Contraceptives a game changer for crisis-affected women in northern Nigeria
- 14 June 2017
MAIDUGURI, Nigeria – Despite the recent return of dozens of girls abducted by the insurgent group Boko Haram, the crisis in northern Nigeria remains acute, with mass movements of civilian populations within the country and over the border.
Food shortages, lack of security and deepening poverty mean conditions are dire for many northern Nigerian families. Some 8.5 million people require life-saving aid in Adamawa, Borno and Yobe States, according to recent UN reports. Hundreds of thousands more are living as refugees in neighbouring countries.
The urgent needs of affected populations threaten to overshadow the specific health needs of women. Yet modern contraceptives and reliable family planning information are critical for these women and girls, whose lives have been turned upside-down.
UNFPA and partners are working to provide access to these services.
Many women and girls were already extremely vulnerable before the crisis.
Twenty-five-year-old Sakina Sani, for instance, was married off when she was 12 years old – before she had even reached puberty.
“I was married off to my husband. It was an arranged marriage by our tradition, and I was brought down to Maiduguri,” she said.
She became pregnant at 15, but miscarried. Soon after, she had a baby girl, and then a boy. Today, the children are 5 and 2 years old.
And while Ms. Sani would like to have a total of four children, she feels that now is not the right time to get pregnant. Her family is crowded together in a displacement camp, struggling to get by.
This is why Ms. Sani was seeking family planning services at a UNFPA-supported health centre in the Muna Garage camp.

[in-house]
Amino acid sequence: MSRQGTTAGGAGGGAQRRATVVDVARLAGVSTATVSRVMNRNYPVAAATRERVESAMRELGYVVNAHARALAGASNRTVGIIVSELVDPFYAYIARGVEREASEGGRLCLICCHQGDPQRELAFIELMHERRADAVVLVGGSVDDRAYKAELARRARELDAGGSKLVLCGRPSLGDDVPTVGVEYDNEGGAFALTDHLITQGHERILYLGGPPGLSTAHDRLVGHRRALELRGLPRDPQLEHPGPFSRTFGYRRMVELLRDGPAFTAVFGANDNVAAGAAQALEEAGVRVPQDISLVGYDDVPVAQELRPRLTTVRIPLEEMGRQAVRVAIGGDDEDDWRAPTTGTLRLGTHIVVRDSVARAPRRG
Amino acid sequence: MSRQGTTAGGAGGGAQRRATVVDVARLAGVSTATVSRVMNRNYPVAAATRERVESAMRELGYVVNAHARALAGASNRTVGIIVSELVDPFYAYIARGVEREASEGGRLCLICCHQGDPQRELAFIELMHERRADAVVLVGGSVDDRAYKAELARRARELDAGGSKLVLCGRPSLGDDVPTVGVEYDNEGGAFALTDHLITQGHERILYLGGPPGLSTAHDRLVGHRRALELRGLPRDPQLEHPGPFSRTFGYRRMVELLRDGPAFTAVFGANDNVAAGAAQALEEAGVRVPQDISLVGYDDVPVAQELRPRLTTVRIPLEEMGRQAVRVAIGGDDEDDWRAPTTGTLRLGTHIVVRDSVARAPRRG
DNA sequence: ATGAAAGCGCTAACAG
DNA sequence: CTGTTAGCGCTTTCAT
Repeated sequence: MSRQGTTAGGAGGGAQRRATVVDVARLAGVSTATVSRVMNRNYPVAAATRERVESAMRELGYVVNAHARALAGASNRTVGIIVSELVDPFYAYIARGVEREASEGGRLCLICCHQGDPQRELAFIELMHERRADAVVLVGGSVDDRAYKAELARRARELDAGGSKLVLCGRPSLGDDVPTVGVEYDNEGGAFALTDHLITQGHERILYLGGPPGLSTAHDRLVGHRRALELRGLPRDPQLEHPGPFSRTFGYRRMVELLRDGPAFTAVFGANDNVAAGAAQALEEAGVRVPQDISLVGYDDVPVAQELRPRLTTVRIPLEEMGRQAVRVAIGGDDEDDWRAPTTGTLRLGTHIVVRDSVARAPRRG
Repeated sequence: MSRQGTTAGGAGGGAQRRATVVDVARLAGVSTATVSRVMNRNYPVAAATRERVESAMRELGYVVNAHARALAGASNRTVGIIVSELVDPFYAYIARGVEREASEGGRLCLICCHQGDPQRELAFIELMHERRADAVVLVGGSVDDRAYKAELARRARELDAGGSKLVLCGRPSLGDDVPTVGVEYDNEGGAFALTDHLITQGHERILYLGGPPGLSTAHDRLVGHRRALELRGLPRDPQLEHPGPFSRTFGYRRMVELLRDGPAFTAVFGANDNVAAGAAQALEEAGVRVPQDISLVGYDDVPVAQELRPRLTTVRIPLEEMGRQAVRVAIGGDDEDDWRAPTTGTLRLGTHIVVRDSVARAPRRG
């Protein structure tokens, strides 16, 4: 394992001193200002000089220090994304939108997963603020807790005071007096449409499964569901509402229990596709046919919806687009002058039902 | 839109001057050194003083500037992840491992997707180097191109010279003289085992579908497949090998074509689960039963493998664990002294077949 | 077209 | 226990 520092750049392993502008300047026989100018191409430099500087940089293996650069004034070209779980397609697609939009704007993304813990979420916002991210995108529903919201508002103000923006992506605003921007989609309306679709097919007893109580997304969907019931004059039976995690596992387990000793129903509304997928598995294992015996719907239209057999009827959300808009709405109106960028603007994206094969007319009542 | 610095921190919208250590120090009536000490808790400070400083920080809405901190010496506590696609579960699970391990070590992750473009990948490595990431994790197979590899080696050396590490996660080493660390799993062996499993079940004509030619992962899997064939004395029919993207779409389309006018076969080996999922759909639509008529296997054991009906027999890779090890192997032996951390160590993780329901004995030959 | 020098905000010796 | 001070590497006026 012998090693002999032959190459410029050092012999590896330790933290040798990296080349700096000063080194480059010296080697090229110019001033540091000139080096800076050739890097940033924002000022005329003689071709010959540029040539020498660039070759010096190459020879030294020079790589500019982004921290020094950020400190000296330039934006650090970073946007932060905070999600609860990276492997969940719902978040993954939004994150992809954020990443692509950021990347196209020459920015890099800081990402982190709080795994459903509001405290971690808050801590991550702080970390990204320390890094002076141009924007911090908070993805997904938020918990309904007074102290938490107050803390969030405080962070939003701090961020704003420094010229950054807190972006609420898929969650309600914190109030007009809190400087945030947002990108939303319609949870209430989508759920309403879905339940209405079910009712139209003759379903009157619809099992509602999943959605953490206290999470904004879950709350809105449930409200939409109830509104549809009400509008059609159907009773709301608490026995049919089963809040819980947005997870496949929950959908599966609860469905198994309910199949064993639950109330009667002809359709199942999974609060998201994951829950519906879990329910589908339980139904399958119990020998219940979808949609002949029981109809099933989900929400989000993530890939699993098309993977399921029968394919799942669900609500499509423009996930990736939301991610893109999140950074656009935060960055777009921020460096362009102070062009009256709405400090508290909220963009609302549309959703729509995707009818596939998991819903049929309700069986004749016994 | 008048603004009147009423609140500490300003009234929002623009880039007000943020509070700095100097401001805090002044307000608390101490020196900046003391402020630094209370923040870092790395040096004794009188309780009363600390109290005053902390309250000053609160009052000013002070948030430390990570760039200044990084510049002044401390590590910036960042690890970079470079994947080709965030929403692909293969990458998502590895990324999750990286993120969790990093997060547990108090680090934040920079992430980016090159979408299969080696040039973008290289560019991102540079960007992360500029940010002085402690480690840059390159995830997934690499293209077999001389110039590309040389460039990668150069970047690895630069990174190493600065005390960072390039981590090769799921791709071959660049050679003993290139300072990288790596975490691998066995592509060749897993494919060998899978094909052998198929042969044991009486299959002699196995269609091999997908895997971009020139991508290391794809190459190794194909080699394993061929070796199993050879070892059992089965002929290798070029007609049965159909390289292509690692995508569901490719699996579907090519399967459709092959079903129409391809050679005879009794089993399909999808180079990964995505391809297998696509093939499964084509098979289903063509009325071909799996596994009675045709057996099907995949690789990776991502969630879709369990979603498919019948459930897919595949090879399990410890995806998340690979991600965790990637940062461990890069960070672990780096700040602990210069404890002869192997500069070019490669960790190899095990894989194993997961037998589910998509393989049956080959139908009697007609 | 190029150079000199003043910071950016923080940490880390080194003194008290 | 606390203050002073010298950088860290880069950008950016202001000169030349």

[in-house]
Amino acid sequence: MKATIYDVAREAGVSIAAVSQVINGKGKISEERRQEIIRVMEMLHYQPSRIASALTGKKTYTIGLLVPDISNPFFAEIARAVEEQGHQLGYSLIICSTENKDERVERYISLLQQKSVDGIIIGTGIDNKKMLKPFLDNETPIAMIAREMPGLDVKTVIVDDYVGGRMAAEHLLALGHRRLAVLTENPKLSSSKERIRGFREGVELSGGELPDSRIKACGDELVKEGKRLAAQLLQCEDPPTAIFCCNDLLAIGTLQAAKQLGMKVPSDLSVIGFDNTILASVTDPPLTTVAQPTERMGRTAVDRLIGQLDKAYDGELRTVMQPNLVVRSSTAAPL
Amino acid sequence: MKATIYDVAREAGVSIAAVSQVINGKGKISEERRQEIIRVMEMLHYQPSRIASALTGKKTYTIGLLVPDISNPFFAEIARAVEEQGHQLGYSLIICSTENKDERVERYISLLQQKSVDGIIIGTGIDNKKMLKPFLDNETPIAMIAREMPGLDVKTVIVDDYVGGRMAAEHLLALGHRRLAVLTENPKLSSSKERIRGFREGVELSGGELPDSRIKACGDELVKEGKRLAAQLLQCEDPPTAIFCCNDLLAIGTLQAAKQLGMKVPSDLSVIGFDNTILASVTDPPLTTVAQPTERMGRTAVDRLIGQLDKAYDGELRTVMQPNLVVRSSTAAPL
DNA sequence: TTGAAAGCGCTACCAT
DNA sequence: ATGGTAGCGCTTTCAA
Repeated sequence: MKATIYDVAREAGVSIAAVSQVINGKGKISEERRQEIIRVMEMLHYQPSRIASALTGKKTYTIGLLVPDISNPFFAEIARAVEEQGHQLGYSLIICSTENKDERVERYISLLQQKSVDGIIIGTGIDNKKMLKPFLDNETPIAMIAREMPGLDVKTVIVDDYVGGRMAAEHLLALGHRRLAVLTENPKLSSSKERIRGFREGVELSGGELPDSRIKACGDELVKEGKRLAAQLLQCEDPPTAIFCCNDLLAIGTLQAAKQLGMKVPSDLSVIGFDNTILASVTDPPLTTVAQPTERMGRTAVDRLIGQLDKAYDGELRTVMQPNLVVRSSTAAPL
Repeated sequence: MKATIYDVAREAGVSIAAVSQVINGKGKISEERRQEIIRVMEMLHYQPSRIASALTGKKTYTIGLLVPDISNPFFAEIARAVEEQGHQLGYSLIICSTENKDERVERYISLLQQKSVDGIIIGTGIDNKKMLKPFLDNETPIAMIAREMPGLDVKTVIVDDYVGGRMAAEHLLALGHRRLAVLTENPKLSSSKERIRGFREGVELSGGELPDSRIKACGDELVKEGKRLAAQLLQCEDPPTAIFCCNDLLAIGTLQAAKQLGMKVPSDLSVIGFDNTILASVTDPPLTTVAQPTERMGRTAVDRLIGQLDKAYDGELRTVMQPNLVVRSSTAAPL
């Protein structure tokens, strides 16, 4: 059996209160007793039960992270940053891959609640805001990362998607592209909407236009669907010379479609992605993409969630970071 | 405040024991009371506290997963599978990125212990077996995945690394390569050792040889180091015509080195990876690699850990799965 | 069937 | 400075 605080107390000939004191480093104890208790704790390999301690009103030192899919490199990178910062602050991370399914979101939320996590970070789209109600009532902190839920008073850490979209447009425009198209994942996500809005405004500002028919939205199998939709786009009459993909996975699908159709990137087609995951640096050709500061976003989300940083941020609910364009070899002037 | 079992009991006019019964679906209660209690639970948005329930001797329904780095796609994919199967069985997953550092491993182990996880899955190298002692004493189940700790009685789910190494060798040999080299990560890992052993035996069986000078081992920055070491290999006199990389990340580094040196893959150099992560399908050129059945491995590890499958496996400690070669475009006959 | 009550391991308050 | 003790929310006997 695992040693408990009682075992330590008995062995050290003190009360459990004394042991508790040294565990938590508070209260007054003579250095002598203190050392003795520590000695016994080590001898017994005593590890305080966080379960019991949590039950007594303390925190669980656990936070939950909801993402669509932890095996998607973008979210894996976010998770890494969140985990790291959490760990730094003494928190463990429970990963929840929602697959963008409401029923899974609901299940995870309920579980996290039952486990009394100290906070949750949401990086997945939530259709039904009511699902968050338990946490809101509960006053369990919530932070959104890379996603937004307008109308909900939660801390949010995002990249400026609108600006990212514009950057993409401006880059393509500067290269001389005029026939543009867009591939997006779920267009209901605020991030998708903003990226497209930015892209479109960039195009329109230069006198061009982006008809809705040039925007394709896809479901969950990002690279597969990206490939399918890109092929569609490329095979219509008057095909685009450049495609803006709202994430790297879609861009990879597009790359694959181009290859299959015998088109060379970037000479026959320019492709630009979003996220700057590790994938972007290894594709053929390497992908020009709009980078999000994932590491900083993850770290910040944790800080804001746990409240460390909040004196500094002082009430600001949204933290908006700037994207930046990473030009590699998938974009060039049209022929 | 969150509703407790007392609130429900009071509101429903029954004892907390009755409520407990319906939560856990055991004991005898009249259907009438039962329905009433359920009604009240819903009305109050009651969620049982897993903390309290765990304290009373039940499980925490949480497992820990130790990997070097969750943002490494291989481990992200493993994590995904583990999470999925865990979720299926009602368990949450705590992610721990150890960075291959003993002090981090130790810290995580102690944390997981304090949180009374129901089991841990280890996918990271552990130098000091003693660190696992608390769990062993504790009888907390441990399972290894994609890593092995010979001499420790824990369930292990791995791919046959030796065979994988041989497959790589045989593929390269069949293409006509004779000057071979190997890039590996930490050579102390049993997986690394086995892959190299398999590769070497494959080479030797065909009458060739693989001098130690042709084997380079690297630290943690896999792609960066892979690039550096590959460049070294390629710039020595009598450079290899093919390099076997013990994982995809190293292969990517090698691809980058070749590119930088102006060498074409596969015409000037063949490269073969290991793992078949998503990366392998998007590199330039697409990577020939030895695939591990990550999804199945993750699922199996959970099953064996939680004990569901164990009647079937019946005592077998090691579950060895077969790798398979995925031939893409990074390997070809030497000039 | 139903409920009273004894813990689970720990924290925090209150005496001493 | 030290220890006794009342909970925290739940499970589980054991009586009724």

“I had to come here after we discussed, between myself and my husband, that things are difficult financially,” she explained.
Soon afterward, she was called into an examination room to have a contraceptive implant inserted into her arm. The long-acting device is popular among women with limited access to health services.
Hajja Fati was also at the clinic – but she was waiting to have her contraceptive implant removed.
It had enabled her to finish school, which in turn improved her family’s financial prospects. Now, she said, she and her husband feel it is the right time to get pregnant.
“I am ready to have another child, and so it’s a well-planned arrangement that is ok for us,” she explained.
UNFPA, together with the Government of Nigeria, is procuring and distributing essential reproductive health commodities and medicines around the country, including modern contraceptives.
The programmes also include training to enable health workers to provide family planning counselling. And communities are being targeted with accurate family planning information through community-level advocacy efforts, radio spots and billboards.
Support for this programme has come from a variety of donors, including the US Agency for International Development, which provided funding for operations between 2014 and 2016.
As a result of these activities, experts say more women are seeking family planning information and services. More than 1.5 million women and girls in north-eastern Nigeria were reached between 2015 and 2016.
Many of those women say it has been empowering to make decisions about their own futures. Ms. Sani says this is what she wants for her own daughter.
“I will never allow my daughter to go through what happened to me,” she said. “My daughter will be 20 and will have an education – this is what we want. And she will choose her husband,” she added.
Government representatives and health experts will take up the issue of expanding access to family planning in crisis-affected communities at the upcoming Family Planning Summit in London.
– Kori Habib